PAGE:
RUFARO Stadium will soon have new and modern changing rooms that meet Fifa and Caf standards after former Lengthens FC director Beadle Gwasira pledged to help finance the development.
At the moment, the Warriors and various national teams cannot host international matches at home after Caf condemned all of Zimbabwe’s stadia as unfit.
The Harare City Council (HCC)-owned venue is currently under renovations since March and there was no space to expand the existing changing rooms.
A new site near the main entrance where the new facilities will be built has already been identified and once complete, players and officials will use a tunnel to access the pitch.
“We just wanted to hear about the challenges HCC is facing on repairing of the ground and see where we can also chip in to help and speed up the process because we love our game, we love football,” Gwasira, a former HCC councillor, told the Daily News during a recent visit earlier this week.
“We really need sort the issue of the toilets and the changing rooms. They need to be repaired in time and we are also going to help with the construction of the changing rooms.
“We are going to offer them cement, bricks and all the building material required for the changing rooms.”
Although Lengthens, who were known as the Happy People, went bust upon their relegation at the end of the 2011 season, Gwasira said his affection for the beautiful game never diminished.
“I have been watching football ever since we were relegated from Premier League football and we still have interest in football as a whole,” he said.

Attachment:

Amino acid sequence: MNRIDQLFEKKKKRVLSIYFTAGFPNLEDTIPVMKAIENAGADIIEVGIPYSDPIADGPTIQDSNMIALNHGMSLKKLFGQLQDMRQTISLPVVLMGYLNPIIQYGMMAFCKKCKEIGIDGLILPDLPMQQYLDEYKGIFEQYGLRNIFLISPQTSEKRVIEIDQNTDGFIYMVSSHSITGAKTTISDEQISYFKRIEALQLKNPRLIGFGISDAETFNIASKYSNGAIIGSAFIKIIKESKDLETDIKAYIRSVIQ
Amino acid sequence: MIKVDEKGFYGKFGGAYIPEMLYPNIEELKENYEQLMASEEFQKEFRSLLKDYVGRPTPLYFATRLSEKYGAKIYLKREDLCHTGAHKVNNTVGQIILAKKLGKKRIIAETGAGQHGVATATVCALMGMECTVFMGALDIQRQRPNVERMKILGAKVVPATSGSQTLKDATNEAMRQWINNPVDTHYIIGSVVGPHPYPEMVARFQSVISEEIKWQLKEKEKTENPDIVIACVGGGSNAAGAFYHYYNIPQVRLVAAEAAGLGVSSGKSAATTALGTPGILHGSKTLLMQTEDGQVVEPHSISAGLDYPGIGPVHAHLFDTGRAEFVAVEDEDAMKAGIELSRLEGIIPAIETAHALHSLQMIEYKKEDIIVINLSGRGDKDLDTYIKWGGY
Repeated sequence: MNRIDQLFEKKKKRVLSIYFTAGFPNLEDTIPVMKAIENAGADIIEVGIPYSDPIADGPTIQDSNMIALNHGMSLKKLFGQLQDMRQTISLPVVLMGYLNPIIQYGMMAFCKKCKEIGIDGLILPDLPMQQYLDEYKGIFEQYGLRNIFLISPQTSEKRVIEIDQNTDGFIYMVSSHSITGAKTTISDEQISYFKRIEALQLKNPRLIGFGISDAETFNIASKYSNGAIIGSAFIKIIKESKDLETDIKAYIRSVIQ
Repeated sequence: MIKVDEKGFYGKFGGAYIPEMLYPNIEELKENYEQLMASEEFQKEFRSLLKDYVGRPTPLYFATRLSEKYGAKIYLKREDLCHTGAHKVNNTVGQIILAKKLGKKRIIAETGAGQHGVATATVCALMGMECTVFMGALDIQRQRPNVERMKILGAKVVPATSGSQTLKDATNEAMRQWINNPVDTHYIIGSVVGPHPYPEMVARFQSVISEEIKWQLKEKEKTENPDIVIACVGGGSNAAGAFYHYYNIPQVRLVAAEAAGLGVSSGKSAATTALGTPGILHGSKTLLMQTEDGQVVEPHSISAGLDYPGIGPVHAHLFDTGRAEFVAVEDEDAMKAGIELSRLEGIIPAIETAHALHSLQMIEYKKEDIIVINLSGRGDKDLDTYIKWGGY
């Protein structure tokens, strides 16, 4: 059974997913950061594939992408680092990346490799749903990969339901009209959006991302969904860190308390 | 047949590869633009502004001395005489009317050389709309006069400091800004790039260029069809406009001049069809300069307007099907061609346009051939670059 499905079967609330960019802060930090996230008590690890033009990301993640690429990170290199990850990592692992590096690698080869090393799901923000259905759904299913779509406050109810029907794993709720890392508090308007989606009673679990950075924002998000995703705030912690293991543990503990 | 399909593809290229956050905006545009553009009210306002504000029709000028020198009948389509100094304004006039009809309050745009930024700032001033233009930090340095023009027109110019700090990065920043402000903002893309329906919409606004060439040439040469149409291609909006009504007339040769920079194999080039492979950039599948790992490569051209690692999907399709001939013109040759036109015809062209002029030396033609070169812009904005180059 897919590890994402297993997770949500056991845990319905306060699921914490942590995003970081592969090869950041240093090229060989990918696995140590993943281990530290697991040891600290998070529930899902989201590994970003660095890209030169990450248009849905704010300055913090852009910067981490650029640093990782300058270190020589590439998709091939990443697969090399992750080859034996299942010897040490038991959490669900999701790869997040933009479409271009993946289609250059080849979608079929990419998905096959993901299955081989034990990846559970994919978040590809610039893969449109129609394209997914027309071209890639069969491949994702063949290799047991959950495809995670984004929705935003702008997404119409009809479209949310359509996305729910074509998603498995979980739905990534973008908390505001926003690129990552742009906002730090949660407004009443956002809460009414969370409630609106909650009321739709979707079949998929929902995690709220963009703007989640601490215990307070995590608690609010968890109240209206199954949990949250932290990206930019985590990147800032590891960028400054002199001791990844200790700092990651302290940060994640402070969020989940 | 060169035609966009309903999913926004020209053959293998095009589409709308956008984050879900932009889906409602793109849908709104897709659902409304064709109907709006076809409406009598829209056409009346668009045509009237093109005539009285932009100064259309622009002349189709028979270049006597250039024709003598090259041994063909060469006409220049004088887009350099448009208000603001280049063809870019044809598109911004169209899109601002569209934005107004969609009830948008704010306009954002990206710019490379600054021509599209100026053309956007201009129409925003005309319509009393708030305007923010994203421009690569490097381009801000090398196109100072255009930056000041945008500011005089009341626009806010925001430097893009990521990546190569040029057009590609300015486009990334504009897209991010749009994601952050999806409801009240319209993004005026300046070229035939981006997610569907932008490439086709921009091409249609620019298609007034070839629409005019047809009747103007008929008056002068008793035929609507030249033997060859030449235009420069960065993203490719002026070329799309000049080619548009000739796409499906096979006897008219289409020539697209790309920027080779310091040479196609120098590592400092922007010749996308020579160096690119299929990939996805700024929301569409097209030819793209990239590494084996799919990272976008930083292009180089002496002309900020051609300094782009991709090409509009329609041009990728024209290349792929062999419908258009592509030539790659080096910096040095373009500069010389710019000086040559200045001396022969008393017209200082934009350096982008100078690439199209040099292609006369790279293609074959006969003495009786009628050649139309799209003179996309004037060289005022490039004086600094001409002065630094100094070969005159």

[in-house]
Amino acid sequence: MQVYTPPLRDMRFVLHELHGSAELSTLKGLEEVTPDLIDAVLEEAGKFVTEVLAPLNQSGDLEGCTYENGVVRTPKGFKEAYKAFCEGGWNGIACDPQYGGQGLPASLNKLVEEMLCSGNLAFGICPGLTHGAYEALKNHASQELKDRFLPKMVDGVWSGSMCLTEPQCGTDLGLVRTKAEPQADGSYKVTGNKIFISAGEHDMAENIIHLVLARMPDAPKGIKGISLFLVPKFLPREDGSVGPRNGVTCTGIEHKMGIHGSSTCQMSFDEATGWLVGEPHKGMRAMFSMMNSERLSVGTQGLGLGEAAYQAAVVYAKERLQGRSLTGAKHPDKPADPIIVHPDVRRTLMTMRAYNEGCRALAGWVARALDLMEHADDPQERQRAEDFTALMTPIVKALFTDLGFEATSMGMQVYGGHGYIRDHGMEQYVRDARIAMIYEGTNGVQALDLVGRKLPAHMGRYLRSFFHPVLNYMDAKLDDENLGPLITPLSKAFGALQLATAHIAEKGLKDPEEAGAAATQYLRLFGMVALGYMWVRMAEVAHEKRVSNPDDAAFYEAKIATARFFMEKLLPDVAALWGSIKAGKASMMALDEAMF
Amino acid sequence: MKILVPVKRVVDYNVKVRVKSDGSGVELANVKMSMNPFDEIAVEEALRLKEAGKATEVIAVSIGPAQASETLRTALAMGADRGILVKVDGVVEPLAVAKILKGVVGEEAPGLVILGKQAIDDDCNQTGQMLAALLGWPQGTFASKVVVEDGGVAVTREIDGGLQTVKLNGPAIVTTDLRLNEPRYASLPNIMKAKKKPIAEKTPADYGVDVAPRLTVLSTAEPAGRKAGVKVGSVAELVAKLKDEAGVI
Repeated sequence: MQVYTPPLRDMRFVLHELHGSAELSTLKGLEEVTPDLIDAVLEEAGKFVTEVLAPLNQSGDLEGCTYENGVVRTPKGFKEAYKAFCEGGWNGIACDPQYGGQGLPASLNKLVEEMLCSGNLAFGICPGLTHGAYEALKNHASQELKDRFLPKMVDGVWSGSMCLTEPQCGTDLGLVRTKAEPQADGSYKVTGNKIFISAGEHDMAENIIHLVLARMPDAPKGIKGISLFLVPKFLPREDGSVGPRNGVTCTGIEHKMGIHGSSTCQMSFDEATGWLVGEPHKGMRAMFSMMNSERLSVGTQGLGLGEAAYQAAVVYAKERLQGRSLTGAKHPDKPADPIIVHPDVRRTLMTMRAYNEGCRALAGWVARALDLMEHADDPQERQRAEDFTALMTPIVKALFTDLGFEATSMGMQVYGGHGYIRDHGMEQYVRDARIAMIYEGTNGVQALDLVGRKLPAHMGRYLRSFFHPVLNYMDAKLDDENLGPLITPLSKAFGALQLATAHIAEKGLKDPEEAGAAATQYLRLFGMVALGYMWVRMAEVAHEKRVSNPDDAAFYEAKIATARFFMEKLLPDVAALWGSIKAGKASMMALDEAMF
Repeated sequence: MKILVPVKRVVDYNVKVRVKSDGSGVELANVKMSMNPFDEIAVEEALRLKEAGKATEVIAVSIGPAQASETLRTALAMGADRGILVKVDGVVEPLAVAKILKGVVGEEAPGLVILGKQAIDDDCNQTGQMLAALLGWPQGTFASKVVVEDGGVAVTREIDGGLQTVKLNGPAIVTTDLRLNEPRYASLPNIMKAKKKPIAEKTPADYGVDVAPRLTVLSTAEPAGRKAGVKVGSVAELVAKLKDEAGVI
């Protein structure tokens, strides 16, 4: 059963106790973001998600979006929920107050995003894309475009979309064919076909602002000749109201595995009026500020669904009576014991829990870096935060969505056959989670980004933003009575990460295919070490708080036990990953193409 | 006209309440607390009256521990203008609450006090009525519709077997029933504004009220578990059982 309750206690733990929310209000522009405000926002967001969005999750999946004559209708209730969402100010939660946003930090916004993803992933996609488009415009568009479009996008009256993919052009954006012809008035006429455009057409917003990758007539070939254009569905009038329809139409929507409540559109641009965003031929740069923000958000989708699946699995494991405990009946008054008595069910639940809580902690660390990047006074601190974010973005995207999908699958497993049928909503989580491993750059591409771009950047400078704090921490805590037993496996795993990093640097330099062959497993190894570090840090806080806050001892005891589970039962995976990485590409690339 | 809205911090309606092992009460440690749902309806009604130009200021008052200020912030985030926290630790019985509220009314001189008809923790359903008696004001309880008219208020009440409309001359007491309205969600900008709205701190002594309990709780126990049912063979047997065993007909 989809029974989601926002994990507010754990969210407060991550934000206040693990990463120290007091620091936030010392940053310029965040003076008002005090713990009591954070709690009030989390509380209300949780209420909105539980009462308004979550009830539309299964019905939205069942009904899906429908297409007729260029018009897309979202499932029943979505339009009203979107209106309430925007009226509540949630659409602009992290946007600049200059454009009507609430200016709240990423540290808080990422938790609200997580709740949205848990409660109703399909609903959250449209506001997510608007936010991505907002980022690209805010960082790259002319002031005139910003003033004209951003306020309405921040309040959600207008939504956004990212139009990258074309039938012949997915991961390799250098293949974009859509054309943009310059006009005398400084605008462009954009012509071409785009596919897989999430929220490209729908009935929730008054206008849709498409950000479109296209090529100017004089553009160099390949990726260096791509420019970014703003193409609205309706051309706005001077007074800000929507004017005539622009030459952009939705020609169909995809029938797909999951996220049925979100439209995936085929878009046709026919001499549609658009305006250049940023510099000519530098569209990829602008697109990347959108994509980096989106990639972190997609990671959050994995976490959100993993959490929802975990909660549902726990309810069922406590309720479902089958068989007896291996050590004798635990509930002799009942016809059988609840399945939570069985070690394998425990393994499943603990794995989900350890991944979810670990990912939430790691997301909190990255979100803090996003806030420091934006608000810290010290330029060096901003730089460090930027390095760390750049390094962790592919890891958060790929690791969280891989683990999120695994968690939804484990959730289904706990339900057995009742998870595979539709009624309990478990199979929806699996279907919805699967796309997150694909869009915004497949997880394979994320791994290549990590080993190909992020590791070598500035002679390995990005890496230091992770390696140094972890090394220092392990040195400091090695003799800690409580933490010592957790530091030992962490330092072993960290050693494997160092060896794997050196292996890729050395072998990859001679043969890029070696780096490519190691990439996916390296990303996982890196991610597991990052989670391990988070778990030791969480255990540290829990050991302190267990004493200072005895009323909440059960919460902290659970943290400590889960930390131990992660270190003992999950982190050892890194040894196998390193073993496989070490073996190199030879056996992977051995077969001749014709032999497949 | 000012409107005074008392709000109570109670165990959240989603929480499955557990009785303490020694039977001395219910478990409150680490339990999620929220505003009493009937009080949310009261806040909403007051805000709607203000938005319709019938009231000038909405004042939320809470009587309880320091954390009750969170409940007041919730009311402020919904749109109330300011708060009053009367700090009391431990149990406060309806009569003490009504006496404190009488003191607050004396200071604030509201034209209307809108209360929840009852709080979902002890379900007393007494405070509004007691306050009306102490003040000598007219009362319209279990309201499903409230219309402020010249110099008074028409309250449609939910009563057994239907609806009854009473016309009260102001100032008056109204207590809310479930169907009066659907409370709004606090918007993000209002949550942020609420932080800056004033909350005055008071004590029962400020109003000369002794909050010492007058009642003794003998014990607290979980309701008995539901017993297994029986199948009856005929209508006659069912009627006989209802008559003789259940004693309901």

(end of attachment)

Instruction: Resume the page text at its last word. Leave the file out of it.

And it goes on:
“Right now, we are just in it for football and not at club level but we are just taking the responsibility to ensure that football is played in Zimbabwe and not to see our national team playing home matches on foreign land.”
Beside the pledge to help with the new Rufaro changing rooms, Gwasira has already donated cement and a refrigerator to the Bulawayo City Council to go towards the renovations at Barbourfields Stadium.
Meanwhile, HCC acting head of grounds renovations committee Obert Mutonhori said they are facing procurement challenges due to coronavirus (Covid-19).
“The lockdown affected us two fold; our own workers were under lockdown; we only remained with a limited number who were focusing on essential services,” Mutonhori said.
“Our suppliers could not supply because they were also under lockdown and by the time the lockdown was partially lifted, that was the time when we expected our suppliers to start supplying the materials for use.
“As a result we ended up having to revisit the whole supply chain process of procuring the materials for this same project because the prices had gone up.”